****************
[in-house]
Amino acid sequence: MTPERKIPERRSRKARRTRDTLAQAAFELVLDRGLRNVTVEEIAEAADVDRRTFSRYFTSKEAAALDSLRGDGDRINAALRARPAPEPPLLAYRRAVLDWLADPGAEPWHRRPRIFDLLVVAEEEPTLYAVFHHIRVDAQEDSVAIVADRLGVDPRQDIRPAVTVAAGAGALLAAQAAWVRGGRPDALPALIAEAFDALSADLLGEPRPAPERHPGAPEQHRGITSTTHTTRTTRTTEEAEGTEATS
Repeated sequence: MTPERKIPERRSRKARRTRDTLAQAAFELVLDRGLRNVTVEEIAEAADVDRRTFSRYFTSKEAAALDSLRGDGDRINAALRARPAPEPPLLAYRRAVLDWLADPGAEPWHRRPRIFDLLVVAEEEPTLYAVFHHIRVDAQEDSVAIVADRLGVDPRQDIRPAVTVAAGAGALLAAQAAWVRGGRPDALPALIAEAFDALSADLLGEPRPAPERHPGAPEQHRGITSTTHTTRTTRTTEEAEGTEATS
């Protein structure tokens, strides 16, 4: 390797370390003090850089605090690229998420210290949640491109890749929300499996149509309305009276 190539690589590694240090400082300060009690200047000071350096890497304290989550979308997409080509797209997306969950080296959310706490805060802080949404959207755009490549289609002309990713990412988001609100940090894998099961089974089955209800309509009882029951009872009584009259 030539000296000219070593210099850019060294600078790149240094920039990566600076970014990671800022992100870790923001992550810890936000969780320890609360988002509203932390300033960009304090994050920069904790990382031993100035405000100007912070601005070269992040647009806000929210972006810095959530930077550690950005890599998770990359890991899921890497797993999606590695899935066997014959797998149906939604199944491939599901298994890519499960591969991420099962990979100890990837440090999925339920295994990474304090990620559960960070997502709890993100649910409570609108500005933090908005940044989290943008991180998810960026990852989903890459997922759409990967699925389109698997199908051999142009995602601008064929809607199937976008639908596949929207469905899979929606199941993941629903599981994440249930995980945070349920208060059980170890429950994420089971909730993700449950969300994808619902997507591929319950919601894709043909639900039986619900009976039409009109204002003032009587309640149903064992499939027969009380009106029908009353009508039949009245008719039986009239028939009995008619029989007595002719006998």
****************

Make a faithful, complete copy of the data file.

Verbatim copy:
[in-house]
Amino acid sequence: MTPERKIPERRSRKARRTRDTLAQAAFELVLDRGLRNVTVEEIAEAADVDRRTFSRYFTSKEAAALDSLRGDGDRINAALRARPAPEPPLLAYRRAVLDWLADPGAEPWHRRPRIFDLLVVAEEEPTLYAVFHHIRVDAQEDSVAIVADRLGVDPRQDIRPAVTVAAGAGALLAAQAAWVRGGRPDALPALIAEAFDALSADLLGEPRPAPERHPGAPEQHRGITSTTHTTRTTRTTEEAEGTEATS
Repeated sequence: MTPERKIPERRSRKARRTRDTLAQAAFELVLDRGLRNVTVEEIAEAADVDRRTFSRYFTSKEAAALDSLRGDGDRINAALRARPAPEPPLLAYRRAVLDWLADPGAEPWHRRPRIFDLLVVAEEEPTLYAVFHHIRVDAQEDSVAIVADRLGVDPRQDIRPAVTVAAGAGALLAAQAAWVRGGRPDALPALIAEAFDALSADLLGEPRPAPERHPGAPEQHRGITSTTHTTRTTRTTEEAEGTEATS
């Protein structure tokens, strides 16, 4: 390797370390003090850089605090690229998420210290949640491109890749929300499996149509309305009276 190539690589590694240090400082300060009690200047000071350096890497304290989550979308997409080509797209997306969950080296959310706490805060802080949404959207755009490549289609002309990713990412988001609100940090894998099961089974089955209800309509009882029951009872009584009259 030539000296000219070593210099850019060294600078790149240094920039990566600076970014990671800022992100870790923001992550810890936000969780320890609360988002509203932390300033960009304090994050920069904790990382031993100035405000100007912070601005070269992040647009806000929210972006810095959530930077550690950005890599998770990359890991899921890497797993999606590695899935066997014959797998149906939604199944491939599901298994890519499960591969991420099962990979100890990837440090999925339920295994990474304090990620559960960070997502709890993100649910409570609108500005933090908005940044989290943008991180998810960026990852989903890459997922759409990967699925389109698997199908051999142009995602601008064929809607199937976008639908596949929207469905899979929606199941993941629903599981994440249930995980945070349920208060059980170890429950994420089971909730993700449950969300994808619902997507591929319950919601894709043909639900039986619900009976039409009109204002003032009587309640149903064992499939027969009380009106029908009353009508039949009245008719039986009239028939009995008619029989007595002719006998």